Clinton cleaning up after Obama’s Middle East policy

Prior to its overthrow, the Taliban also killed gays by throwing them from buildings, as directed by Islamic texts.

On Dec. 6, Clinton used a speech in Geneva to challenge Islamic countries to establish rights and respect for gays and lesbians. “Gay people are born into and belong in every society around the world,”  she said, including in “all faiths.”

Nuland downplayed Clinton’s new visibility as a response to the rise of the Islamist parties. “She’s played a large role all the way through,’ Nuland said. “I would argue that what we have are the unbelievable historical changes of 2011, where the U.S. has had to speak out and stand on the side of our values and our interests.”

But the new Dec. 19 action plan on women highlights Clinton’s growing role.

“It was an administration initiative, led by the White House and State… the Department has a cell [of staff members] that works on these issues,” said Nuland.

According to a White House statement, the policy to aid women offers “a fundamental change in how the U.S. will approach its diplomatic, military, and development-based support to women in areas of conflict, by ensuring that their perspectives and considerations of gender are woven into the fabric of how the United States approaches peace processes, conflict prevention, the protection of civilians, and humanitarian assistance.”

The new policy will push government agencies and aid groups to document their efforts to aid women, said Shoemaker. Especially in U.S. agencies that deal with Arab countries, the goal of aiding women is a low priority and gets little funding, she said.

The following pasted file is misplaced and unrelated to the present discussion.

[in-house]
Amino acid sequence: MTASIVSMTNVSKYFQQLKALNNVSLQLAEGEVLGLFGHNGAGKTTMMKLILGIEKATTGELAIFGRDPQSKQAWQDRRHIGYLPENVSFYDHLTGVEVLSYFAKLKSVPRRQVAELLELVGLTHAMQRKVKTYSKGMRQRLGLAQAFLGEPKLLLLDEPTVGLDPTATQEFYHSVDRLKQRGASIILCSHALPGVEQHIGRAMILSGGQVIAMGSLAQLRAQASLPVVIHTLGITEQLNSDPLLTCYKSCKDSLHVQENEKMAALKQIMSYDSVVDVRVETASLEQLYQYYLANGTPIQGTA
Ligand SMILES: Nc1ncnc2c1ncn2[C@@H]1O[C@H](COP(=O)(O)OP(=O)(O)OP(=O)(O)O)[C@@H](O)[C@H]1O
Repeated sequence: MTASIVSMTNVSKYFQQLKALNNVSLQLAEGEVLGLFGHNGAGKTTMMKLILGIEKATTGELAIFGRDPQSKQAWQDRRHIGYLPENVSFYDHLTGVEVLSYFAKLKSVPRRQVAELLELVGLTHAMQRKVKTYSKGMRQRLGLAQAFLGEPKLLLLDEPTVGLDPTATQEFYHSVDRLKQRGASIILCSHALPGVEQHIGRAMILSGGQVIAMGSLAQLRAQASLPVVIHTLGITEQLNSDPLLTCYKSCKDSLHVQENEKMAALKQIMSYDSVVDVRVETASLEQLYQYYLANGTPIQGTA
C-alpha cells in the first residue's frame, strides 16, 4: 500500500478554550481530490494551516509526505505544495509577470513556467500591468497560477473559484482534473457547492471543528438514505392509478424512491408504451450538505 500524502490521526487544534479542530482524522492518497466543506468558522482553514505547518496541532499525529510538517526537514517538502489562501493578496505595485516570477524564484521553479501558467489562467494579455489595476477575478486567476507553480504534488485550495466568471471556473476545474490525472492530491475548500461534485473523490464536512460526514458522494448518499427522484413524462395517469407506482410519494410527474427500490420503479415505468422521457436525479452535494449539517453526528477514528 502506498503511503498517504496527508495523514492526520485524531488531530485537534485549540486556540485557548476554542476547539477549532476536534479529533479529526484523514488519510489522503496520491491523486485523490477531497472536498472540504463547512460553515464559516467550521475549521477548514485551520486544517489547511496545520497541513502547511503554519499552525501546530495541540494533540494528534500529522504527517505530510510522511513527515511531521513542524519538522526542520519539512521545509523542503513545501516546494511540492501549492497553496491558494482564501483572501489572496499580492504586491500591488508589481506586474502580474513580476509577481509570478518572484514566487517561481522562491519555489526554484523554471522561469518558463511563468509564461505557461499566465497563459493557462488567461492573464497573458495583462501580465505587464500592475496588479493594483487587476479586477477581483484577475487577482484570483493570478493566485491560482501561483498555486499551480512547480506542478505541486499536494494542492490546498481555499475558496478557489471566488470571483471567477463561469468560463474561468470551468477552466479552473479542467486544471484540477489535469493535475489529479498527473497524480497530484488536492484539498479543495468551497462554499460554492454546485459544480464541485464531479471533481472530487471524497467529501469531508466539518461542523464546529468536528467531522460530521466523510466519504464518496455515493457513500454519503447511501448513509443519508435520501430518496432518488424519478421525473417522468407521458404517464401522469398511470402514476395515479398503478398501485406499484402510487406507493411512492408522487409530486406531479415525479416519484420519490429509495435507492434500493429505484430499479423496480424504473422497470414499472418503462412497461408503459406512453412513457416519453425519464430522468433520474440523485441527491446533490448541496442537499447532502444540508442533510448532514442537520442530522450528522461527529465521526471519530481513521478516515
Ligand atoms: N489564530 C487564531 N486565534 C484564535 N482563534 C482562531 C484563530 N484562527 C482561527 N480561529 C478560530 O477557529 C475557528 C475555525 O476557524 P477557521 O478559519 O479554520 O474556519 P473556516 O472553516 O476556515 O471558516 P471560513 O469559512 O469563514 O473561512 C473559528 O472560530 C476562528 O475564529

For example, Obama waged a war to remove Libyan dictator Moammar Gadhafi, but refused to commit ground troops. Without ground troops, the United States has little influence over the post-war government. In October, leading figures in the new government promised to reestablish Islamic polygamy and Sharia law. “That’s been brought up a lot” during feminists’ discussions in Europe, said Shoemaker.

Clinton underlined the Libyan problem Dec. 16. “At a conference organized by women activists in Tripoli last month, the leaders of the transition acknowledged that Libyan women had played a vital role in the revolution and promised they would be full and equal participants in a new Libya. Well, so far, out of 30 new government ministers, two are women,” Clinton said.

In Tunisia, the brotherhood-affiliated Ennahda Party won 40 percent of the parliament’s seats in an October election, giving it the dominant role in the country’s politics. Again, Clinton has highlighted the democratic pushback, saying “in Tunisia, women strongly reacted to suggestions that the personal status code might be amended to roll back their rights.”

However, Clinton, like Obama, does not tag Islam for the difficulties faced by women in the Egypt, Libya and Tunisia.

Shoemaker said the U.S. government needs to get involved in Arab politics immediately.

The U.S. government “can have a very significant impact in pushing this issues” because the new Arab governments have not yet established policies that sideline women, she said. Women have played an important role in ousting the dictatorships, she said, and it would be “inexcusable… if we leave out those very people who are working for those goals.”

“It is easier to make broad pronouncements, but when it comes to the immediate crisis, that’s the real challenge — whether this will be implemented effectively,” Shoemaker said.

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